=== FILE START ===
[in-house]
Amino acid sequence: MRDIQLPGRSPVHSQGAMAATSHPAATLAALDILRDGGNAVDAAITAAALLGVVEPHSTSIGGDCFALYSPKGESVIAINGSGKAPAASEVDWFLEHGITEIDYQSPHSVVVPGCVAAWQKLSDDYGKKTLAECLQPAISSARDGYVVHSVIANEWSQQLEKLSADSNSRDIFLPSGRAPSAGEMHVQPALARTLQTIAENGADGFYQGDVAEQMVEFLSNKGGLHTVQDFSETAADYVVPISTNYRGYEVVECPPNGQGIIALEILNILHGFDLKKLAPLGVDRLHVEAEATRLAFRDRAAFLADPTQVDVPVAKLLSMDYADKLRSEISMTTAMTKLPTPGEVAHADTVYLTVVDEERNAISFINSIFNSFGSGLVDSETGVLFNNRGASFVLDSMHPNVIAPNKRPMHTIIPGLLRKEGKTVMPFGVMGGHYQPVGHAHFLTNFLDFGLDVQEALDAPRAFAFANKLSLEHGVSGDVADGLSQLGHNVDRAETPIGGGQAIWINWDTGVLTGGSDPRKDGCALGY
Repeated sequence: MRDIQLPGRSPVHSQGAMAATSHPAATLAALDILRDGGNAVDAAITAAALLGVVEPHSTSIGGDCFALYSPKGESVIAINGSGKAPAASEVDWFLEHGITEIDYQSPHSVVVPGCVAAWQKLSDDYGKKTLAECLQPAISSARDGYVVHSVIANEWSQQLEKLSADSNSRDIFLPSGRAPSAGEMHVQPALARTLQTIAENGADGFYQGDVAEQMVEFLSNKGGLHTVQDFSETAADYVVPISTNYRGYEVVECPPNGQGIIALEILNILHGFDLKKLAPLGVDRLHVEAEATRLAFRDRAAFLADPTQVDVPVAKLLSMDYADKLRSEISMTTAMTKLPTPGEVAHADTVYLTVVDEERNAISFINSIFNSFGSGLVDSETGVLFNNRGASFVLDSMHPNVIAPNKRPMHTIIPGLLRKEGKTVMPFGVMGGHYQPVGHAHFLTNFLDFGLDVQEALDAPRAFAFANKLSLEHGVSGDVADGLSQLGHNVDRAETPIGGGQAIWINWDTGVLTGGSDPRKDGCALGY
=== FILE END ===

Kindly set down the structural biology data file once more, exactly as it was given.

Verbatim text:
[in-house]
Amino acid sequence: MRDIQLPGRSPVHSQGAMAATSHPAATLAALDILRDGGNAVDAAITAAALLGVVEPHSTSIGGDCFALYSPKGESVIAINGSGKAPAASEVDWFLEHGITEIDYQSPHSVVVPGCVAAWQKLSDDYGKKTLAECLQPAISSARDGYVVHSVIANEWSQQLEKLSADSNSRDIFLPSGRAPSAGEMHVQPALARTLQTIAENGADGFYQGDVAEQMVEFLSNKGGLHTVQDFSETAADYVVPISTNYRGYEVVECPPNGQGIIALEILNILHGFDLKKLAPLGVDRLHVEAEATRLAFRDRAAFLADPTQVDVPVAKLLSMDYADKLRSEISMTTAMTKLPTPGEVAHADTVYLTVVDEERNAISFINSIFNSFGSGLVDSETGVLFNNRGASFVLDSMHPNVIAPNKRPMHTIIPGLLRKEGKTVMPFGVMGGHYQPVGHAHFLTNFLDFGLDVQEALDAPRAFAFANKLSLEHGVSGDVADGLSQLGHNVDRAETPIGGGQAIWINWDTGVLTGGSDPRKDGCALGY
Repeated sequence: MRDIQLPGRSPVHSQGAMAATSHPAATLAALDILRDGGNAVDAAITAAALLGVVEPHSTSIGGDCFALYSPKGESVIAINGSGKAPAASEVDWFLEHGITEIDYQSPHSVVVPGCVAAWQKLSDDYGKKTLAECLQPAISSARDGYVVHSVIANEWSQQLEKLSADSNSRDIFLPSGRAPSAGEMHVQPALARTLQTIAENGADGFYQGDVAEQMVEFLSNKGGLHTVQDFSETAADYVVPISTNYRGYEVVECPPNGQGIIALEILNILHGFDLKKLAPLGVDRLHVEAEATRLAFRDRAAFLADPTQVDVPVAKLLSMDYADKLRSEISMTTAMTKLPTPGEVAHADTVYLTVVDEERNAISFINSIFNSFGSGLVDSETGVLFNNRGASFVLDSMHPNVIAPNKRPMHTIIPGLLRKEGKTVMPFGVMGGHYQPVGHAHFLTNFLDFGLDVQEALDAPRAFAFANKLSLEHGVSGDVADGLSQLGHNVDRAETPIGGGQAIWINWDTGVLTGGSDPRKDGCALGY